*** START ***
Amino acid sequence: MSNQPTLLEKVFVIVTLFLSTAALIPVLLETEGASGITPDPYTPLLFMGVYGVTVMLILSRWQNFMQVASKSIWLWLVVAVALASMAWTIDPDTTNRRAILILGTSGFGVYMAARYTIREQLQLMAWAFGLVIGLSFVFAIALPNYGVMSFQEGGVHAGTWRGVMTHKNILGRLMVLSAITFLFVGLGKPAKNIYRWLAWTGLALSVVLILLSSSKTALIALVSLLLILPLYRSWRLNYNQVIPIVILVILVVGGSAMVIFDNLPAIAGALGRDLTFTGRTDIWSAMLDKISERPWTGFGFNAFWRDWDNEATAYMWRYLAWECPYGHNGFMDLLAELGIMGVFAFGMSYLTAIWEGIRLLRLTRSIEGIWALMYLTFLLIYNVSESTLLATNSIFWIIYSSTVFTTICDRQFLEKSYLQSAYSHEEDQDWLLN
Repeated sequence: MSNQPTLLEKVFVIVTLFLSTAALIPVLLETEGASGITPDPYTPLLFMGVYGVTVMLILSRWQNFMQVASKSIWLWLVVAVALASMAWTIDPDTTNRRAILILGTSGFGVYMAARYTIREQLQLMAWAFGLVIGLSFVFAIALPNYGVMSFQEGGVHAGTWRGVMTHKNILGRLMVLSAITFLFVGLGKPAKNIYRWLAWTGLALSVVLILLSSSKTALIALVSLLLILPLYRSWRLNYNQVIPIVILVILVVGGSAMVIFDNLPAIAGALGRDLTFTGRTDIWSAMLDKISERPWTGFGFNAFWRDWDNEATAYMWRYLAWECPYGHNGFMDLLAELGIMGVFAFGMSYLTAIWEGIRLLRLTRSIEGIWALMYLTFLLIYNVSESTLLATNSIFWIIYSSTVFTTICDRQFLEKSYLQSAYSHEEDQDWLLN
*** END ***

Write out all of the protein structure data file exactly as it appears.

Amino acid sequence: MSNQPTLLEKVFVIVTLFLSTAALIPVLLETEGASGITPDPYTPLLFMGVYGVTVMLILSRWQNFMQVASKSIWLWLVVAVALASMAWTIDPDTTNRRAILILGTSGFGVYMAARYTIREQLQLMAWAFGLVIGLSFVFAIALPNYGVMSFQEGGVHAGTWRGVMTHKNILGRLMVLSAITFLFVGLGKPAKNIYRWLAWTGLALSVVLILLSSSKTALIALVSLLLILPLYRSWRLNYNQVIPIVILVILVVGGSAMVIFDNLPAIAGALGRDLTFTGRTDIWSAMLDKISERPWTGFGFNAFWRDWDNEATAYMWRYLAWECPYGHNGFMDLLAELGIMGVFAFGMSYLTAIWEGIRLLRLTRSIEGIWALMYLTFLLIYNVSESTLLATNSIFWIIYSSTVFTTICDRQFLEKSYLQSAYSHEEDQDWLLN
Repeated sequence: MSNQPTLLEKVFVIVTLFLSTAALIPVLLETEGASGITPDPYTPLLFMGVYGVTVMLILSRWQNFMQVASKSIWLWLVVAVALASMAWTIDPDTTNRRAILILGTSGFGVYMAARYTIREQLQLMAWAFGLVIGLSFVFAIALPNYGVMSFQEGGVHAGTWRGVMTHKNILGRLMVLSAITFLFVGLGKPAKNIYRWLAWTGLALSVVLILLSSSKTALIALVSLLLILPLYRSWRLNYNQVIPIVILVILVVGGSAMVIFDNLPAIAGALGRDLTFTGRTDIWSAMLDKISERPWTGFGFNAFWRDWDNEATAYMWRYLAWECPYGHNGFMDLLAELGIMGVFAFGMSYLTAIWEGIRLLRLTRSIEGIWALMYLTFLLIYNVSESTLLATNSIFWIIYSSTVFTTICDRQFLEKSYLQSAYSHEEDQDWLLN